• Section 6(j) of the Export Administration Act requiring a validated license for the export of goods or technology to a country if the Secretary of State has made the following determinations: (A) The government of such country has repeatedly provided support for acts of international terrorism. (B) The export of such goods or technology could make a significant contribution to the military potential of such country, including its military logistics capability, or could enhance the ability of such country to support acts of international terrorism.

Jay Tcath, Senior Vice President of the Jewish United Fund, praised Senator Schoenberg for his efforts on the bill. “Maximizing diplomatic and economic pressure on Tehran is the surest, most peaceful path of keeping nuclear weapons out of the hands of the very Iranian rulers who support terror abroad and political repression at home,” said Tcath. “It is our job, even here in the American Midwest, to do our part in this global effort, and Senator Schoenberg’s latest effort is another meaningful step fulfilling that opportunity and meeting the Iranian challenge.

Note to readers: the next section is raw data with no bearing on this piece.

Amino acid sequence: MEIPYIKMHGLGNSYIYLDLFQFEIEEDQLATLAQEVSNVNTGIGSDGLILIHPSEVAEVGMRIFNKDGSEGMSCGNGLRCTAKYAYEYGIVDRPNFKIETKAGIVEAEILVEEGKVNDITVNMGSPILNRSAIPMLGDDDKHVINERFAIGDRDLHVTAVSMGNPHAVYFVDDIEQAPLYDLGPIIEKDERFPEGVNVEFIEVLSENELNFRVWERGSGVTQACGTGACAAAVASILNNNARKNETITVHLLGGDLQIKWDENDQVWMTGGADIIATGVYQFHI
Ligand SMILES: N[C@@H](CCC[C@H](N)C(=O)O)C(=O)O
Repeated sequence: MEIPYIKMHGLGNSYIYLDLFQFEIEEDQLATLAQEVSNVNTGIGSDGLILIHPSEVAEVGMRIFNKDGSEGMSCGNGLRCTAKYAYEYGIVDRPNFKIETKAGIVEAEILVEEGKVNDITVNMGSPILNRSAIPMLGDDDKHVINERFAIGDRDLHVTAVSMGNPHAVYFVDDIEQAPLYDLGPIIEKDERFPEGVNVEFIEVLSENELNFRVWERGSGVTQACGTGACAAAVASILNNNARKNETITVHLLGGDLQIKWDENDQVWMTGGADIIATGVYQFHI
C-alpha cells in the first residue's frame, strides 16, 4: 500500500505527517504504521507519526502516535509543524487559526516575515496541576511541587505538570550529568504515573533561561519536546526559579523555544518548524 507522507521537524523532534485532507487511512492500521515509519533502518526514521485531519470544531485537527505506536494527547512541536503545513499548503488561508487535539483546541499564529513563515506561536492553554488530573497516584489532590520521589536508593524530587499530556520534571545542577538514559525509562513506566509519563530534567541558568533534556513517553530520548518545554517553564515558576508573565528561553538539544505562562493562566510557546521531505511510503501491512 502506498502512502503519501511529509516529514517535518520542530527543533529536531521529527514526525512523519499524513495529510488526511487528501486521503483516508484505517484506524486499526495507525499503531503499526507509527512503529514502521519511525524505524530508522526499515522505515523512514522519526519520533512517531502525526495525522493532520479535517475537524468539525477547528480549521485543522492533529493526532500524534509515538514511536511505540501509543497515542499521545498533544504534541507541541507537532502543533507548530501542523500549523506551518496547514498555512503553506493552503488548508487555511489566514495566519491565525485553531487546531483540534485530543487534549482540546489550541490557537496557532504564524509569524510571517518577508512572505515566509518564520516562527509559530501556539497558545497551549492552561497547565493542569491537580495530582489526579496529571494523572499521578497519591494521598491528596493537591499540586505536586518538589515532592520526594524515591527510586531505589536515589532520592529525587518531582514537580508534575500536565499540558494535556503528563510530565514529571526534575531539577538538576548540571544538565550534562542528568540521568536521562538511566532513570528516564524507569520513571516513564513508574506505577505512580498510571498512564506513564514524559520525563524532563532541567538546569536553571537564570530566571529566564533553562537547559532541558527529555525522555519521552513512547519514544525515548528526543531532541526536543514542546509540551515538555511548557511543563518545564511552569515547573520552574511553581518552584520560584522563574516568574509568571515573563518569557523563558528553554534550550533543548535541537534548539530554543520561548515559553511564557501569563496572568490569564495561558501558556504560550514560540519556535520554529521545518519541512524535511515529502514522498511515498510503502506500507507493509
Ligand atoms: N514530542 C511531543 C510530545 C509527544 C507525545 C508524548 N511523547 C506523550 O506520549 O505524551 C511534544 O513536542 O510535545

“The clock is ticking, and we hope the Illinois legislature and the governor can transform this idea into law quickly,” he added.

In 2008, Schoenberg, who’s the assistant majority leader of the Senate, and House Deputy Majority Leader Lou Lang of Skokie successfully passed a measure that prohibited Illinois’ public pension funds from investing in companies doing business with the Iranian energy sector, which is widely considered to be the funding source for the nation’s nuclear weapons program. To date, over $133 million in funds from the state’s retirement systems have been divested from firms with business ties to the Iranian energy sector. Schoenberg said that this newest legislative proposal was similarly aimed at withholding investment from the countries that harbor and facilitate terrorist activities.